Micromechanical model of biphasic biomaterials with internal adhesion: application to nanocellulose hydrogel composites

Bonilla, Mauricio R., Lopez-Sanchez, P., Gidley, M. J. and Stokes, J. R. (2016) Micromechanical model of biphasic biomaterials with internal adhesion: application to nanocellulose hydrogel composites. Acta Biomaterialia, 29 149-160. doi:10.1016/j.actbio.2015.10.032


Author Bonilla, Mauricio R.
Lopez-Sanchez, P.
Gidley, M. J.
Stokes, J. R.
Title Micromechanical model of biphasic biomaterials with internal adhesion: application to nanocellulose hydrogel composites
Journal name Acta Biomaterialia   Check publisher's open access policy
ISSN 1878-7568
1742-7061
Publication date 2016-01-01
Year available 2015
Sub-type Article (original research)
DOI 10.1016/j.actbio.2015.10.032
Open Access Status Not Open Access
Volume 29
Start page 149
End page 160
Total pages 12
Place of publication Amsterdam, Netherlands
Publisher Elsevier
Collection year 2016
Language eng
Formatted abstract
The mechanical properties of hydrated biomaterials are non-recoverable upon unconfined compression if adhesion occurs between the structural components in the material upon fluid loss and apparent plastic behaviour. We explore these micromechanical phenomena by introducing an aggregation force and a critical yield pressure into the constitutive biphasic formulation for transversely isotropic tissues. The underlying hypothesis is that continual fluid pressure build-up during compression temporarily supresses aggregation. Once compression stops and the pressure falls below some critical value, internal aggregation occurs over a time scale comparable to the poroelastic time. We demonstrate this model by predicting the mechanical response of bacterial nanocellulose hydrogel composites, which are promising biomaterials and a structural mimetic for the plant cell wall. Cross-linking of cellulose by xyloglucan creates an extensional resistance and substantially increases the compressive modulus under large compression and densification. In comparison, incorporating non-crosslinking arabinoxylan into the hydrogel has little effect on its mechanics at the strain rates investigated. These results assist in elucidating the mechanical role of these polysaccharides in the complex plant cell wall structure. They also suggest xyloglucan is a suitable candidate to tailor the stiffness of nanocellulose hydrogels in biomaterial design, which includes modulating cell-adhesion in tissue engineering applications. The model and overall approach may be utilised to characterise and design a myriad of biomaterials and mammalian tissues, particularly those with a fibrillar structure.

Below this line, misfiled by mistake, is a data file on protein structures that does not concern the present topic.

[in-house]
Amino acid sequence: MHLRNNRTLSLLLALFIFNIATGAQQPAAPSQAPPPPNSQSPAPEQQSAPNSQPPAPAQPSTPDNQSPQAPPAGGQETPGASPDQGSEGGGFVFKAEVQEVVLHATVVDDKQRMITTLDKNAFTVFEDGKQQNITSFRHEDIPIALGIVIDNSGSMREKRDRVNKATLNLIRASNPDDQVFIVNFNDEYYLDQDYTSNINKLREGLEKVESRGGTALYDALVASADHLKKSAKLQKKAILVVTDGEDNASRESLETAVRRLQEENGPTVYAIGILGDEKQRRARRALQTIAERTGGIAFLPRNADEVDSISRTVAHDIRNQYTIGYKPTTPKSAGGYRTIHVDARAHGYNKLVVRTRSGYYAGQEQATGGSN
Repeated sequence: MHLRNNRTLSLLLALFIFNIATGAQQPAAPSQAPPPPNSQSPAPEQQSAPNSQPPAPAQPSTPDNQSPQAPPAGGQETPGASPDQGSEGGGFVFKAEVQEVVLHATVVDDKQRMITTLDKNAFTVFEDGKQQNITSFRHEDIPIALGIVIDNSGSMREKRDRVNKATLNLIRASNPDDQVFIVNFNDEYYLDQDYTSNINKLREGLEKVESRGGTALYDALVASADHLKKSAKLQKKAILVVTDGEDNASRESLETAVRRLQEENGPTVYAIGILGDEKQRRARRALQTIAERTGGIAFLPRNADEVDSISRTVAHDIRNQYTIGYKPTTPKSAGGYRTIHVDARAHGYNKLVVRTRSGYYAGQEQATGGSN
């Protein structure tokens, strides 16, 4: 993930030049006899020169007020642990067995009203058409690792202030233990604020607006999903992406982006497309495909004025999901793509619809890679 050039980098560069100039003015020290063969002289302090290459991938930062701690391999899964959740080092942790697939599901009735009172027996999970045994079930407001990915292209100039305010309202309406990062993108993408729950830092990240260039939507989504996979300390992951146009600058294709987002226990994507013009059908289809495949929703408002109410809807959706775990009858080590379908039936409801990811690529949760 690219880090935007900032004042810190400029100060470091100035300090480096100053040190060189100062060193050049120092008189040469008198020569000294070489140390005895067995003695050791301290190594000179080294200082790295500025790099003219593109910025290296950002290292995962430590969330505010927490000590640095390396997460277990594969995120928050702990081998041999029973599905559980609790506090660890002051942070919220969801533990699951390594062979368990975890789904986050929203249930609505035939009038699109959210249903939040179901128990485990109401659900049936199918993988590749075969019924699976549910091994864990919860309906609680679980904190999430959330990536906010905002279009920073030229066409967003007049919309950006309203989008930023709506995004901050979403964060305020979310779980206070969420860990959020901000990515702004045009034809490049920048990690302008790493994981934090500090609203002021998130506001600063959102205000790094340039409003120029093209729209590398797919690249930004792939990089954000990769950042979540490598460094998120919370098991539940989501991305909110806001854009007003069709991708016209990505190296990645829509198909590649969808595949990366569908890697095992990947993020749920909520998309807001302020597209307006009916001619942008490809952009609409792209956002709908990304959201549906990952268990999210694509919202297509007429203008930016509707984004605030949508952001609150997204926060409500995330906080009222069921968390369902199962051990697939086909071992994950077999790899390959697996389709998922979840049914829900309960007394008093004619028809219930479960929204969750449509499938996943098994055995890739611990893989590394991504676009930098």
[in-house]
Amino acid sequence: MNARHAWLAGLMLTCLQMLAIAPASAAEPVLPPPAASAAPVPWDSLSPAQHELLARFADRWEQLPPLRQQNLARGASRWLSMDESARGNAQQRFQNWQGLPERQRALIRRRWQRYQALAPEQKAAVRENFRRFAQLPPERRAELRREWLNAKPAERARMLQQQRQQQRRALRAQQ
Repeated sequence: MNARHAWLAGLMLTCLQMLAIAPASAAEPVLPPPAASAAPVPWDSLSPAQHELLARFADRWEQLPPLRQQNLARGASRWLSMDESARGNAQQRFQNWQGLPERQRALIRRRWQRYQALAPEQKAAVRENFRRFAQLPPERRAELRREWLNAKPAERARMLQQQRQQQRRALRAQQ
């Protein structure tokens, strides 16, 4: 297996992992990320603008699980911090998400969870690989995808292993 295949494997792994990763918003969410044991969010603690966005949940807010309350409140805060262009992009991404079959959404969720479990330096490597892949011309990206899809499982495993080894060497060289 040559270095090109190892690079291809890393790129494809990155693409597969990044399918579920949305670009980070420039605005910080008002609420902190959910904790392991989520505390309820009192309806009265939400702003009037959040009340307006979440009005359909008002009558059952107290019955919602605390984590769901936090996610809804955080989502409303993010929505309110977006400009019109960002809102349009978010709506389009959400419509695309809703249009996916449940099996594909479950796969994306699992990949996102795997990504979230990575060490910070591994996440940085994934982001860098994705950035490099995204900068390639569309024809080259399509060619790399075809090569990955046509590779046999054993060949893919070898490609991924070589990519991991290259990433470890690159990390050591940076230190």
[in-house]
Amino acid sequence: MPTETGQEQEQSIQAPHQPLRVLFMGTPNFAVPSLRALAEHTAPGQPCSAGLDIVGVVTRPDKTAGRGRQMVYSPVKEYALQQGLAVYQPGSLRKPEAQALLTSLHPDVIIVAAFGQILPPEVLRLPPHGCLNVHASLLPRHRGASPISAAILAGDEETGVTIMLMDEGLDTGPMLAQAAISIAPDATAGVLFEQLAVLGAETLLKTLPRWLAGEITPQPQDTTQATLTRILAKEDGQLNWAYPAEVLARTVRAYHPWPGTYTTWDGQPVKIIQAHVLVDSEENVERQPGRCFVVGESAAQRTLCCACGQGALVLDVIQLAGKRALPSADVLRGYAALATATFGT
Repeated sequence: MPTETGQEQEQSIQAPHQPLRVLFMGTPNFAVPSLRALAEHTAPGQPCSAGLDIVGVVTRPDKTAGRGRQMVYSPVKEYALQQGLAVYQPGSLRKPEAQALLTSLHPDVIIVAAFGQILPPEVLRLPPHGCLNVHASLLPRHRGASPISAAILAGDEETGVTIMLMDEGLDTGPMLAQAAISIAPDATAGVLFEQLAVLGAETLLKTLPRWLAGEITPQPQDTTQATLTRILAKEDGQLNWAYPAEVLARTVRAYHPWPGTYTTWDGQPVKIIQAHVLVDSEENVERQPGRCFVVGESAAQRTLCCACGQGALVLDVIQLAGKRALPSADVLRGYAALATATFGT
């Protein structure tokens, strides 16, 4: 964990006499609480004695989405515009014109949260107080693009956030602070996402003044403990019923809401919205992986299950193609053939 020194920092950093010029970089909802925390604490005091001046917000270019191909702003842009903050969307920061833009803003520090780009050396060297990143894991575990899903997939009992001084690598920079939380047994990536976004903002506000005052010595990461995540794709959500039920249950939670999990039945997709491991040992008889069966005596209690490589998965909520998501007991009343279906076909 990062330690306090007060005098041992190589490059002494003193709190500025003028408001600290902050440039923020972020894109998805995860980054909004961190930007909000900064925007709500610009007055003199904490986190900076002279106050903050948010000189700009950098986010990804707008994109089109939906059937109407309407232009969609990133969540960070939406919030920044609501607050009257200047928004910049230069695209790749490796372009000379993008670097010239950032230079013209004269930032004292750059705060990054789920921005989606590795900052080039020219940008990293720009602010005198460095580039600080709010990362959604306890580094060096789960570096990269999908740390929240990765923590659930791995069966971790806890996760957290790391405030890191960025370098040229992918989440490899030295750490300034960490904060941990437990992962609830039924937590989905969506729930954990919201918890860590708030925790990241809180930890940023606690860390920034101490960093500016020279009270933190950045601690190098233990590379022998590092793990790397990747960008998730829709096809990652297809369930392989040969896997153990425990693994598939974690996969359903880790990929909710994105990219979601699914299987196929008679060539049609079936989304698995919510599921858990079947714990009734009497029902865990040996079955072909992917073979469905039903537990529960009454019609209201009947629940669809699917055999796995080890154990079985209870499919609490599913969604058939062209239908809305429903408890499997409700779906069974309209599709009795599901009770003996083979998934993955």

Statement of Significance

The mechanical properties of hydrated biomaterials can be non-recoverable upon compression due to increased adhesion occurring between the structural components in the material. Cellulose–hemicellulose composite hydrogels constitute a classical example of this phenomenon, since fibres can freely re-orient and adhere upon fluid loss to produce significant variations in the mechanical response to compression. Here, we model their micromechanics by introducing an aggregation force and a critical yield pressure into the constitutive formulation for transversely isotropic biphasic materials. The resulting model is easy to implement for routine characterization of this type of hydrated biomaterials through unconfined compression testing and produces physically meaningful and reproducible mechanical parameters.
Keyword Gel
Cellulose
Composites
Poroelastic
Biphasic model
Compression
Rheology
Q-Index Code C1
Q-Index Status Provisional Code
Institutional Status UQ

Document type: Journal Article
Sub-type: Article (original research)
Collections: School of Chemical Engineering Publications
Official 2016 Collection
Centre for Nutrition and Food Sciences Publications
 
Versions
Version Filter Type
Citation counts: TR Web of Science Citation Count  Cited 3 times in Thomson Reuters Web of Science Article | Citations
Scopus Citation Count Cited 2 times in Scopus Article | Citations
Google Scholar Search Google Scholar
Created: Tue, 12 Jan 2016, 00:29:13 EST by System User on behalf of School of Chemical Engineering